Innovation game gave students insight into business processes
A group of 60 students from Digital Innovation & Management at the IT University went behind the scenes at the clothing company Getro. The project resulted in a number of suggestions for how the company can improve its business processes - and gave the students new insights on the challenges of a real company.
As in so many Master’s programmes, the students from Digital Innovation & Management at ITU come from widely different backgrounds - from philosophy to business. This can present a challenge for professors. So to give her students common ground for understanding business and innovation processes, professor Mar Alaranta developed an innovation game. The game ran over eight weeks, challenging the students to optimize the order and delivery cycle at Getro, a wholesaler specializing in fashionable sportswear.
"The goal of the innovation game is to give students a first-hand experience of business processes and a process innovation project. The collaboration with Getro has been a good, tangible way to get students into process thinking and understanding the challenges faced by real companies. At the same time, the game provides new insights and ideas for the case company. Such an exchange of knowledge makes the boundaries between the university and the surrounding society more permeable, "says professor Alaranta.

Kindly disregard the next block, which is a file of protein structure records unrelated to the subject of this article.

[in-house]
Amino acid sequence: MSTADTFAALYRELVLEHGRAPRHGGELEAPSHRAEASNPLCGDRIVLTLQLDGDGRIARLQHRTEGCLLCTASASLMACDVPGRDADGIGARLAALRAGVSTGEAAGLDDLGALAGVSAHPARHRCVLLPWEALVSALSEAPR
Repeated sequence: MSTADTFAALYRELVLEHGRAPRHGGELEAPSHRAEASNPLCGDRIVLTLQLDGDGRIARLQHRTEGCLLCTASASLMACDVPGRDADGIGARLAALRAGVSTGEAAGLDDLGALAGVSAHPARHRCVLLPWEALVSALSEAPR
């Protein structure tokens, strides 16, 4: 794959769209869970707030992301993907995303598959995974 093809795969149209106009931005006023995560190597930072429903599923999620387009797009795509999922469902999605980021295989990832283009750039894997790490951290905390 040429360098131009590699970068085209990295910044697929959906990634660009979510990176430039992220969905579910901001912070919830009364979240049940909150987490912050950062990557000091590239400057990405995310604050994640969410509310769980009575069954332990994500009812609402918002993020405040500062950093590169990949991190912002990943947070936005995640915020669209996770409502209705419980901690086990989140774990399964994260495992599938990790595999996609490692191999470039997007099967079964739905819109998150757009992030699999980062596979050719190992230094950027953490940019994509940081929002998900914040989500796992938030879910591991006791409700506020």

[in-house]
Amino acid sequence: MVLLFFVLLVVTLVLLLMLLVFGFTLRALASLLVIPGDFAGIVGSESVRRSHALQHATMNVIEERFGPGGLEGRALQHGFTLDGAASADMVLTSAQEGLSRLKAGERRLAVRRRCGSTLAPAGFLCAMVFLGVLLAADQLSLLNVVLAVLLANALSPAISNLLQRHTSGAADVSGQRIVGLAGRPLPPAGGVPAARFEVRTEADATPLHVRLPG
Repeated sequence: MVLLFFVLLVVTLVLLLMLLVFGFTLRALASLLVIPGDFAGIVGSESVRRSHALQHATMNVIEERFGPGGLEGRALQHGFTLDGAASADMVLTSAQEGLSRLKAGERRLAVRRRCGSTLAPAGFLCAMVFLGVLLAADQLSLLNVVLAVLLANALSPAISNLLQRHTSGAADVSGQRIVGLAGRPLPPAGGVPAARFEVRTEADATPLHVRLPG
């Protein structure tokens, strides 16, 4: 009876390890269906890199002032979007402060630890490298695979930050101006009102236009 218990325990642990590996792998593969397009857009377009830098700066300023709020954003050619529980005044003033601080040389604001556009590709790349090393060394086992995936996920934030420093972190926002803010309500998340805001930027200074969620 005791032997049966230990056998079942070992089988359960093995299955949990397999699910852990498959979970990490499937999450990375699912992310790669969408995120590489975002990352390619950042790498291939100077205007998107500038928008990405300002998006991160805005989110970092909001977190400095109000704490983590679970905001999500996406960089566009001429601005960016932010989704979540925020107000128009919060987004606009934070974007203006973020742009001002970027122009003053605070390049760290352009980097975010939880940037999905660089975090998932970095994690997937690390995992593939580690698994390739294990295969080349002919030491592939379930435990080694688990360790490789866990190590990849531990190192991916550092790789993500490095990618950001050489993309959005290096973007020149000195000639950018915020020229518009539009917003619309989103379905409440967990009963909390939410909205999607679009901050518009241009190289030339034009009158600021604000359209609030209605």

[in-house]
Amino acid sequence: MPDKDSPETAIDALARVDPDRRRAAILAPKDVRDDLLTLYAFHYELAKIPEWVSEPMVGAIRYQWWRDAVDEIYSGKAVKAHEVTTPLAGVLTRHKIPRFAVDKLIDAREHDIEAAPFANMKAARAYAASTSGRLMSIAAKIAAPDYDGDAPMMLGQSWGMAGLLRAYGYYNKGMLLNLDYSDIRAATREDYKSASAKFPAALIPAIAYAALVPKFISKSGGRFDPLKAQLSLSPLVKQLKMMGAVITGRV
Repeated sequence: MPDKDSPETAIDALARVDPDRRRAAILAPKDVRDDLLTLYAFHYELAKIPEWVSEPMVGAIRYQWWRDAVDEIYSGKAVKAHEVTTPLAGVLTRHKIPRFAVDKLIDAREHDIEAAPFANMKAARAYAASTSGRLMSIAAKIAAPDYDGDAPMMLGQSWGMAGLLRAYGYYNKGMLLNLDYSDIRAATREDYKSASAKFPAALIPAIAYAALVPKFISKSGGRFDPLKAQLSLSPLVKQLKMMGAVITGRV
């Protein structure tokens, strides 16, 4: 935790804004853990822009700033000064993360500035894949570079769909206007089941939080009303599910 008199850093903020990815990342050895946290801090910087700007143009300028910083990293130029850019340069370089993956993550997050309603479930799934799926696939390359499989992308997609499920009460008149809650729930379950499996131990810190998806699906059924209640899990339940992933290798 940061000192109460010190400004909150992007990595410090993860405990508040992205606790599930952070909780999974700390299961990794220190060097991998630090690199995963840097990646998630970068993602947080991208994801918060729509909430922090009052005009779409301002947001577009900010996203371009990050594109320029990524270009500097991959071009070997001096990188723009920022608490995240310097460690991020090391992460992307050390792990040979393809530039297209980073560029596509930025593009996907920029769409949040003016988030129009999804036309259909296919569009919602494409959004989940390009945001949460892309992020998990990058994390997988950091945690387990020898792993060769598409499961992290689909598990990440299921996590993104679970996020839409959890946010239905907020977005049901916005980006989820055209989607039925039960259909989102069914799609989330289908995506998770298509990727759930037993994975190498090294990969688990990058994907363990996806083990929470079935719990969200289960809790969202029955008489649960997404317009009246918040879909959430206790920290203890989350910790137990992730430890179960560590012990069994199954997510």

The first task for the students was to create an overview of the order and delivery processes at Getro through analyses, observations and interviews with both customers and employees. The students then brought the whole order cycle to life in a three-hour roleplaying game that mapped the perspectives of all stakeholders - from customers to warehouse employees. The project work resulted in 13 suggestions for improvement, which the students presented for Getro at a pitching round at ITU.
For Getro, the project has brought new and different perspectives on the business.
"The good thing about this project has been that the students sometimes thought a bit further than we have done. The students came with an objective perspective and theoretical reflections that went a little beyond our practical, everyday reflections. All in all it has been quite an educational experience, "says Christian Martin Quitzau, Operating Manager at Getro.